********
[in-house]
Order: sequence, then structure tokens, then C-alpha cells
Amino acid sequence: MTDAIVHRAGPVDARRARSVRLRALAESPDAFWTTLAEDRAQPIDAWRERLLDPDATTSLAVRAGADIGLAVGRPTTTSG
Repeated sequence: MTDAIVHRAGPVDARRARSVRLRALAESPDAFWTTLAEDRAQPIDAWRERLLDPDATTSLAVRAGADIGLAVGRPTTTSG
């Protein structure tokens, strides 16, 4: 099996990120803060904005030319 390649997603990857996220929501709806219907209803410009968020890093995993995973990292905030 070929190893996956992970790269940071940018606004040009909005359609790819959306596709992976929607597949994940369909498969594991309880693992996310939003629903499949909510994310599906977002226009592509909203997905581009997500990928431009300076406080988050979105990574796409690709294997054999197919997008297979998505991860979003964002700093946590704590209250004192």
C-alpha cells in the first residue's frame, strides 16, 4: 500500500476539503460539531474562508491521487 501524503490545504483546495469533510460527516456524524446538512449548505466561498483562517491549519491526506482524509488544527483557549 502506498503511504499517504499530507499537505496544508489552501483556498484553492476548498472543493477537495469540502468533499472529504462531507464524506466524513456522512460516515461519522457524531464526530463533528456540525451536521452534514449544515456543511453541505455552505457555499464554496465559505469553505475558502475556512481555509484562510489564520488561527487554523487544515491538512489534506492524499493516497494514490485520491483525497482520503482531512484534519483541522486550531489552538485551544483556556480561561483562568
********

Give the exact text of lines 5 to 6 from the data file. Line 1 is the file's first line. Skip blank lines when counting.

């Protein structure tokens, strides 16, 4: 099996990120803060904005030319 390649997603990857996220929501709806219907209803410009968020890093995993995973990292905030 070929190893996956992970790269940071940018606004040009909005359609790819959306596709992976929607597949994940369909498969594991309880693992996310939003629903499949909510994310599906977002226009592509909203997905581009997500990928431009300076406080988050979105990574796409690709294997054999197919997008297979998505991860979003964002700093946590704590209250004192």
C-alpha cells in the first residue's frame, strides 16, 4: 500500500476539503460539531474562508491521487 501524503490545504483546495469533510460527516456524524446538512449548505466561498483562517491549519491526506482524509488544527483557549 502506498503511504499517504499530507499537505496544508489552501483556498484553492476548498472543493477537495469540502468533499472529504462531507464524506466524513456522512460516515461519522457524531464526530463533528456540525451536521452534514449544515456543511453541505455552505457555499464554496465559505469553505475558502475556512481555509484562510489564520488561527487554523487544515491538512489534506492524499493516497494514490485520491483525497482520503482531512484534519483541522486550531489552538485551544483556556480561561483562568